Steering Baffinland’s Mary River Project
Tom Paddon has the right experience and the right attitude to bring Baffinland's Mary River Project into successful operation
As the president and CEO of Baffinland Iron Mines Corporation, Tom Paddon leads a hugely talented team in the development of the Mary River Project in the northern part of Baffin Island, which lies in the Qikiqtani region of Nunavut.
“It’s a great deposit—more than 65 per cent Fe and primarily lump—with deposits 2 and 3 immediately adjacent at similar grade and another half dozen deposits nearby,” said Paddon. “We’ll start mining later this year and ship ore out in the open water season of 2015.”
Background experience comes into play
Paddon began his career in mining in January 1997 with Inco’s Voisey’s Bay Project in Labrador. The company had acquired the development in the previous fall and was beginning to get it into high gear when they called Paddon and asked if he’d join the team.
“I was born in Labrador and, apart from attending boarding school in England, spent a good part of my life there,” said Paddon. “My hometown of North West River was small by most standards but contained the three main cultures that exist in that part of the world: Innu, Inuit and Métis. The cultural mix in my hometown turned out to be important later.”
When Inco called, Paddon was doing project management on a remote site in Labrador that had challenges in the areas of supply lines, labour availability, stakeholder expectations, quality assurance and seasonal schedules.
“These were all topics that were going to appear at Voisey’s Bay but on a much bigger scale,” he said. "It sounded interesting and so I took the job."
The primary challenge turned out to be negotiating Impacts and Benefits Agreements with the Innu and Inuit, given the deposit was located on lands that were part of two separate, unresolved land claims with the federal and provincial governments.
“Being able to forge strong relationships across cultural boundaries was critical and my personal background had some value there,” Paddon said.
The many aspects of doing business
Over the past two decades working in the North, Paddon has witnessed remarkable growth in the industry’s understanding of what it really means to work and be successful in the North.
“It’s a given now that success means not just building a safe and sustainable business but also ensuring that stakeholders participate in meaningful ways in virtually all aspects of the operation,” he said. “Employment is an obvious benefit, but thinking more broadly about how our presence will build stronger, healthier communities where people are glad to have you as a neighbour is a prerequisite—and achievable.”
Paddon believes the mining industry in Canada has evolved enormously in the last 20 years in terms of its realization that its self-interest lies in broader engagement on all sorts of levels—including with Aboriginal Peoples, with women and with those who focus exclusively on environmental issues.
“Finding ways to understand the perspectives and needs in these areas are among the ingredients that will make our businesses even more successful in the future,” Paddon said. “I really think that for all the progress that’s been made we’re only in the first chapter—there’s enormous potential to do more, and that will create value for our businesses and our society.”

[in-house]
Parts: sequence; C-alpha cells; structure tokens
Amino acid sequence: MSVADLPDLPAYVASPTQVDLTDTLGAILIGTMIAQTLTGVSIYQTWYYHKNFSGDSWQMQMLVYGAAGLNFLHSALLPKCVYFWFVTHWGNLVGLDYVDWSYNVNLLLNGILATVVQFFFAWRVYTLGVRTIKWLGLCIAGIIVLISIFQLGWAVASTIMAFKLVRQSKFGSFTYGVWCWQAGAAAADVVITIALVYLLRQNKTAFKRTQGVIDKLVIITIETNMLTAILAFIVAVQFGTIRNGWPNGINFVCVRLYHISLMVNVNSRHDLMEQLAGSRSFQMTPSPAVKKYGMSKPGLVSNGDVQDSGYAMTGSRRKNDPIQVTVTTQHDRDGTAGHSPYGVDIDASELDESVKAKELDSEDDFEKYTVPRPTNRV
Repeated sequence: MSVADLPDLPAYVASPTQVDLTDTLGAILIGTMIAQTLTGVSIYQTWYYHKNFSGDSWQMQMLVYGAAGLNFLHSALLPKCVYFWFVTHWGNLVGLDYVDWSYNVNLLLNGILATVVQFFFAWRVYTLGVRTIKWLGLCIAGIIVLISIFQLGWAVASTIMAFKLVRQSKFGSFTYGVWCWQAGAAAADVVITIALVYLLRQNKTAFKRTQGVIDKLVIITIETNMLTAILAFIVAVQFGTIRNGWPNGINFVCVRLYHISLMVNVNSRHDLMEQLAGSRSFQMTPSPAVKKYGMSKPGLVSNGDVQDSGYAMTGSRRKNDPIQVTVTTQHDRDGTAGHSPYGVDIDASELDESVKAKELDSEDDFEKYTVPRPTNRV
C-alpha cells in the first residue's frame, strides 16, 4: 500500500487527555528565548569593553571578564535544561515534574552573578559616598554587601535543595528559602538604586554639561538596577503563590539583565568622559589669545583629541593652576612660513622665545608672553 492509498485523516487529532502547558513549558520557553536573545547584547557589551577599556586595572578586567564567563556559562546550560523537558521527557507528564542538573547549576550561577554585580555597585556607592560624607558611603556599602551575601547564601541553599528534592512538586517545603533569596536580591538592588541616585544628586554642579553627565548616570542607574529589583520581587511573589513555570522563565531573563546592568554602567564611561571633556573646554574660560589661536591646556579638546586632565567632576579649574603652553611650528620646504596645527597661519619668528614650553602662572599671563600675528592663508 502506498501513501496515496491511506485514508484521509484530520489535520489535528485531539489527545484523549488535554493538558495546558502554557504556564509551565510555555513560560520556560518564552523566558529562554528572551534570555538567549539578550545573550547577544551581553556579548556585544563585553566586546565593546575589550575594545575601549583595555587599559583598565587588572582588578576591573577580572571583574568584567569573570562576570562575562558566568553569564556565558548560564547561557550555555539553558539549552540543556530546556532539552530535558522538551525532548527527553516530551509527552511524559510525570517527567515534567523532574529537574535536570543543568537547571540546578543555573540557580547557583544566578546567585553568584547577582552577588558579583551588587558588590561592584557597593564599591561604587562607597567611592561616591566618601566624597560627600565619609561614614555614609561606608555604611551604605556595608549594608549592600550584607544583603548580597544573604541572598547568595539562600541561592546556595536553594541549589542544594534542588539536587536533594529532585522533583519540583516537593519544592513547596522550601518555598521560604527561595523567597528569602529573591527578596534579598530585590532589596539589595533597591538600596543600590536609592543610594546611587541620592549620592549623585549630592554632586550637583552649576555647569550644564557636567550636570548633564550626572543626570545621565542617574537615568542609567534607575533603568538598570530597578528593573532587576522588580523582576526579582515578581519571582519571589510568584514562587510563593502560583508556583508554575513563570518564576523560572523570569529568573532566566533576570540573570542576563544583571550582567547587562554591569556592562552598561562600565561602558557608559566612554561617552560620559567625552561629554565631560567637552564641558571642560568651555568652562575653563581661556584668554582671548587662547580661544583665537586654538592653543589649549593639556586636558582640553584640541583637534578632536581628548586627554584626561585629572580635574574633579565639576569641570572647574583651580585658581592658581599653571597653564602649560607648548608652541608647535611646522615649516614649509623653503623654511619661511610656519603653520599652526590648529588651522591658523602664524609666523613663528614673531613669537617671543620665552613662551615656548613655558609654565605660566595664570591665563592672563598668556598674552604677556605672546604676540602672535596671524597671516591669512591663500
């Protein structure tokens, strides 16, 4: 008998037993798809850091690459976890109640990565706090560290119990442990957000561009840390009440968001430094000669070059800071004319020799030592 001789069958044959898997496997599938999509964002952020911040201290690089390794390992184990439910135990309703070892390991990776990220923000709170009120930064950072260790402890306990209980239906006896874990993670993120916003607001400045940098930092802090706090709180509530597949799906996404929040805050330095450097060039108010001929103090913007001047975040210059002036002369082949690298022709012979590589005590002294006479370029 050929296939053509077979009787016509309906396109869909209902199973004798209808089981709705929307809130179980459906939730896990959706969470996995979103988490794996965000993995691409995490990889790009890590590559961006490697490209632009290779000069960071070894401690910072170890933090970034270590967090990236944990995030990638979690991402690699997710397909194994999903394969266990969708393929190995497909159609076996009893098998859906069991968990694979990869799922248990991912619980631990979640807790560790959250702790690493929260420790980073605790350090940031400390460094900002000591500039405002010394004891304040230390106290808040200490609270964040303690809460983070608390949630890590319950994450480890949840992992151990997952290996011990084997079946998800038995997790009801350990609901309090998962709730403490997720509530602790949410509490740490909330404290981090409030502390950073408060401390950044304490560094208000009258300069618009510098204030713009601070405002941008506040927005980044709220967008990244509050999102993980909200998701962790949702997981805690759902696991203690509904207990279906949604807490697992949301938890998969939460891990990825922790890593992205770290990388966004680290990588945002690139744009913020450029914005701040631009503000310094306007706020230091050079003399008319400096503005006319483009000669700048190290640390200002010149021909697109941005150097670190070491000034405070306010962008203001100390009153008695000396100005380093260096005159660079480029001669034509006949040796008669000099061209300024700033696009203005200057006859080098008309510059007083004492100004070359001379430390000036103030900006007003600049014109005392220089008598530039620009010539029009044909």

Canadian mining is of course challenged by competition for capital and markets from developers who take a less enlightened view than is required, said Paddon, but there are global initiatives underway that seek to level the playing field. There are still those who look to cut corners, whether it’s in safety, environmental responsibility or stakeholder engagement.
“We can do more to ensure that the bad actors who do nothing less than call all of our reputations into question are identified and sanctioned,” he said. “Our industry doesn’t need them and in a real sense can’t afford them.”
The right values
Baffinland's most important internal focus at the moment is building a new workplace culture. A year ago there were a dozen people on site during the winter; this year on any given day there were more than 400—and it’s a fly-in, fly-out site, meaning there are always many who are at home on their time off.
“We’re building a safe, respectful culture that takes different languages, levels of mining experience and ways of approaching situations into consideration so that we have a successful business,” said Paddon.
Off site, the company is looking to build on the foundations of its stakeholder agreements to see broad success for both the business and the Inuit of North Baffin.
“Beyond the immediate, we’re working on plans to expand past this initial development and increase production,” Paddon said. “It’s an exciting time for all of us.”
More on Baffinland’s Mary River Project:
The Mary River Project is a proposed iron ore mine located on North Baffin Island in the Qikiqtani region of Nunavut. Its remote location 160 kilometres south of Pond Inlet (Mittimatalik) and 1,000 kilometres northwest of Iqaluit is in part why the deposit hasn’t been developed since its discovery nearly 50 years ago; however, Baffinland has successfully met the geographical challenges.
Mary River is one of the largest and richest undeveloped iron ore projects in the world, comprising 365 million tonnes of high-grade, direct-ship lump and fine iron ore that can be mined, crushed and screened without further processing. The development will involve the construction, operation and reclamation of an open-pit mine—North America’s first at this latitude—with an estimated optimized output of between 18 and 30 million tonnes per year of ore.